South Africa: A "Living Legend" Gives HIV Patients Reason to Celebrate
October 20, 2005
Johannesburg's Themba Lethu Clinic at Helen Joseph Hospital recently celebrated its first anniversary. Since the clinic opened, more than 7,000 HIV patients have been treated, 3,579 of them with antiretroviral therapy, the most at any health treatment site in South Africa. In recent weeks, the clinic has offered ARVs to an extra 100 patients a week.
"Words cannot describe how grateful we are. The incredible staff, headed by Sue Roberts, has been supportive and caring at all times. We need more people like her," a patient said.
The U.S. State Department's Bureau of African Affairs chief Jendayi Frazer commended the work carried out by Roberts' team. The U.S. provided funds to establish the clinic. "This would be a remarkable achievement in any setting," Frazer said, "but in a resource-limited public health clinic it is nothing short of miraculous."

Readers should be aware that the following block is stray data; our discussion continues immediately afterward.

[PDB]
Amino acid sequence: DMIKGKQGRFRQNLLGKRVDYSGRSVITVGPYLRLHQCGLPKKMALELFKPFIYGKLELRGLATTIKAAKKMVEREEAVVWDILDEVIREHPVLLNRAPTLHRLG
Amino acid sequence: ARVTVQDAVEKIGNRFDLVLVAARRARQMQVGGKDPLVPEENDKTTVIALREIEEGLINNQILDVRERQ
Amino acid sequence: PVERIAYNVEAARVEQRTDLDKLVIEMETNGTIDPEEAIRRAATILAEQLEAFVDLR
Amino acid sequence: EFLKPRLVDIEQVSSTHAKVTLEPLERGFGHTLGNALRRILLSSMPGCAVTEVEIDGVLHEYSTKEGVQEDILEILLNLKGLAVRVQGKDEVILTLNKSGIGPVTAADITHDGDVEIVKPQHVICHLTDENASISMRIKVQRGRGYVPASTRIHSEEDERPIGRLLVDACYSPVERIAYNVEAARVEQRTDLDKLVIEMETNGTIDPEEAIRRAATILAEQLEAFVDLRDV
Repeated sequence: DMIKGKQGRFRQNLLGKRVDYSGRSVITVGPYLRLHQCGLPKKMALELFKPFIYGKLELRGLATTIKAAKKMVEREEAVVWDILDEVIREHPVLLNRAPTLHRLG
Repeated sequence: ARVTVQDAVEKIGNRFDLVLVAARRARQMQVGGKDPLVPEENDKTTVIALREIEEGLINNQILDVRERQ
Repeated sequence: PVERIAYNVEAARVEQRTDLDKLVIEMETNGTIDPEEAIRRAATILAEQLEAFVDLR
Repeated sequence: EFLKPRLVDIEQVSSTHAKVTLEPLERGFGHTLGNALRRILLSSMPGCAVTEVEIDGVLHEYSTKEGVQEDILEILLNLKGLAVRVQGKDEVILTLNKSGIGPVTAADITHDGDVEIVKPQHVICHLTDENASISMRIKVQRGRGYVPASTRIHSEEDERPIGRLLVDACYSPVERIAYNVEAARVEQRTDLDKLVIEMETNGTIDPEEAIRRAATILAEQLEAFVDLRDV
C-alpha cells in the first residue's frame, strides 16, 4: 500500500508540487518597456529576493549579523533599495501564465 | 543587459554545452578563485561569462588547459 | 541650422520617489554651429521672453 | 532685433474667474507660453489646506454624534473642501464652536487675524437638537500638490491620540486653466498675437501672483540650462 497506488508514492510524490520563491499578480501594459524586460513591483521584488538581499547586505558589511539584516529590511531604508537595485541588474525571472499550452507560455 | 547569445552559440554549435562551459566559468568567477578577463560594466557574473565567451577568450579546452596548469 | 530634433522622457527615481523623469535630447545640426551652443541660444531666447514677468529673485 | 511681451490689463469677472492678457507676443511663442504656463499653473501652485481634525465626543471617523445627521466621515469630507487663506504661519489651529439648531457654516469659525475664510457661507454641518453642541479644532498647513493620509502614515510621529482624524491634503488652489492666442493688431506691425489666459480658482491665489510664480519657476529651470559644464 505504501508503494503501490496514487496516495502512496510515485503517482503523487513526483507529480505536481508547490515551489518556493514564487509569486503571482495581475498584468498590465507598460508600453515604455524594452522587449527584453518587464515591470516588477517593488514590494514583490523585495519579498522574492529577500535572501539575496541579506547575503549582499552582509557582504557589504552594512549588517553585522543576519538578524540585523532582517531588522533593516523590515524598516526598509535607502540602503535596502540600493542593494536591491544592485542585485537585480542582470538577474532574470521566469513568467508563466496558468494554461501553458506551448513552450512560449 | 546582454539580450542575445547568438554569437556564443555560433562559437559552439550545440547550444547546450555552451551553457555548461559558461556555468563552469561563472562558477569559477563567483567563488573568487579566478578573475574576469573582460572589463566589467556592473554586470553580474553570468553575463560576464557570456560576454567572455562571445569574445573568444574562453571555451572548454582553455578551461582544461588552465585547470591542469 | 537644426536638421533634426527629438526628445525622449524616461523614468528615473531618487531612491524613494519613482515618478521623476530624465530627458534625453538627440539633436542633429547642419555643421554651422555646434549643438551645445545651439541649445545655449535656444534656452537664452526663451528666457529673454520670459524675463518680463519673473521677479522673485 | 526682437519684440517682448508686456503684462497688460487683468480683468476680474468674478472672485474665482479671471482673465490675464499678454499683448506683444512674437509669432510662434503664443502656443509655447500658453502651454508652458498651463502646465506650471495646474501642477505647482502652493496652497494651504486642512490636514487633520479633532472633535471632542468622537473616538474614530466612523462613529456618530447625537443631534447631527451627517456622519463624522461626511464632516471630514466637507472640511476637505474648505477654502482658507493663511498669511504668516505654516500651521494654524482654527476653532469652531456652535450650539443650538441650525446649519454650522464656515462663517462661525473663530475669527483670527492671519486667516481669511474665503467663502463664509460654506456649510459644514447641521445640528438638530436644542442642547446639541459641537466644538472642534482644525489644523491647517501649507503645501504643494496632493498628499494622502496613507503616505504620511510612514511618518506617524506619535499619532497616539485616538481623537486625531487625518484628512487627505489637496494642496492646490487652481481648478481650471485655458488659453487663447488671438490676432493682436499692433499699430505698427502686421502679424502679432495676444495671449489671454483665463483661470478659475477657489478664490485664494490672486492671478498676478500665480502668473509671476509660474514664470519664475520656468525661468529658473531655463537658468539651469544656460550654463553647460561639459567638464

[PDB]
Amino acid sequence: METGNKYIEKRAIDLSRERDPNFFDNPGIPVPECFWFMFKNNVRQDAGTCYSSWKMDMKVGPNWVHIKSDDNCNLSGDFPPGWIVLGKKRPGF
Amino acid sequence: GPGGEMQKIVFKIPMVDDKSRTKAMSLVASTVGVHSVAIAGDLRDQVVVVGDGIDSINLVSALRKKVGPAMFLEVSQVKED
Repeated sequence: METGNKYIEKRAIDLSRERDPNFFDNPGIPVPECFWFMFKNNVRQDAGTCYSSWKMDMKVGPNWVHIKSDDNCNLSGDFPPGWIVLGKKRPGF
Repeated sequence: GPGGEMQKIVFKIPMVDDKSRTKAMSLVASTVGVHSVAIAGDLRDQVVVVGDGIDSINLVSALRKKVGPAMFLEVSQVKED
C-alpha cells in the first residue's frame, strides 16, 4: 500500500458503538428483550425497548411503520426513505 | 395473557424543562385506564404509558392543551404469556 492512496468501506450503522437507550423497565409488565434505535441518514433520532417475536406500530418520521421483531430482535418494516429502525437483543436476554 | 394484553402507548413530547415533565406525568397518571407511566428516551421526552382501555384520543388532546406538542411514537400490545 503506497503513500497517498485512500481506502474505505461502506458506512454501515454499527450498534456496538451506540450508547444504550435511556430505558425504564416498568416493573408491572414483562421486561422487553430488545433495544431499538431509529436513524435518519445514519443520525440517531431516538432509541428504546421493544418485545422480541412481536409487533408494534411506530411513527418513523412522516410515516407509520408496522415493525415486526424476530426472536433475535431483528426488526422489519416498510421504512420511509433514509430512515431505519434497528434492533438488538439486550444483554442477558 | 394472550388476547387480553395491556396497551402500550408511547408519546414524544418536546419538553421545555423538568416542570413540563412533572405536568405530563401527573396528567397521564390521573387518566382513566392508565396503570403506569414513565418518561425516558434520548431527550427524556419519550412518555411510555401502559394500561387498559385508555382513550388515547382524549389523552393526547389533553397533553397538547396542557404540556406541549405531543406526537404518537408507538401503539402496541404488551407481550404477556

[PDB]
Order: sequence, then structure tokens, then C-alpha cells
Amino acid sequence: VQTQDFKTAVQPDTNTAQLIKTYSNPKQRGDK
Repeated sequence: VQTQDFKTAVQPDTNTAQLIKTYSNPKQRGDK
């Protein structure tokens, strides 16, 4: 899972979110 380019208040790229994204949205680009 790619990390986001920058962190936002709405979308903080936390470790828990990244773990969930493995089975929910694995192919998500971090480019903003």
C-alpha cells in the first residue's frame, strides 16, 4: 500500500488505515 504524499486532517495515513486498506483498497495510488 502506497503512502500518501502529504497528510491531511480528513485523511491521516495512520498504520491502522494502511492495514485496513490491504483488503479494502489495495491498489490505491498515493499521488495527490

Amid the celebration, some raised concerns about people who criticize ARVs and raise false hopes about "miracle products" to cure HIV/AIDS. Phindile Madonsela, who has been HIV-positive for eight years, said, "We are not guinea pigs. Vitamins cannot replace ARVs. We know nutrition is good but there comes a point where good nutrition and ARVs have to work hand in hand."
The Star (Johannesburg)
10.18.2005; Jillian Green
This article was provided by CDC National Prevention Information Network. It is a part of the publication CDC HIV/Hepatitis/STD/TB Prevention News Update.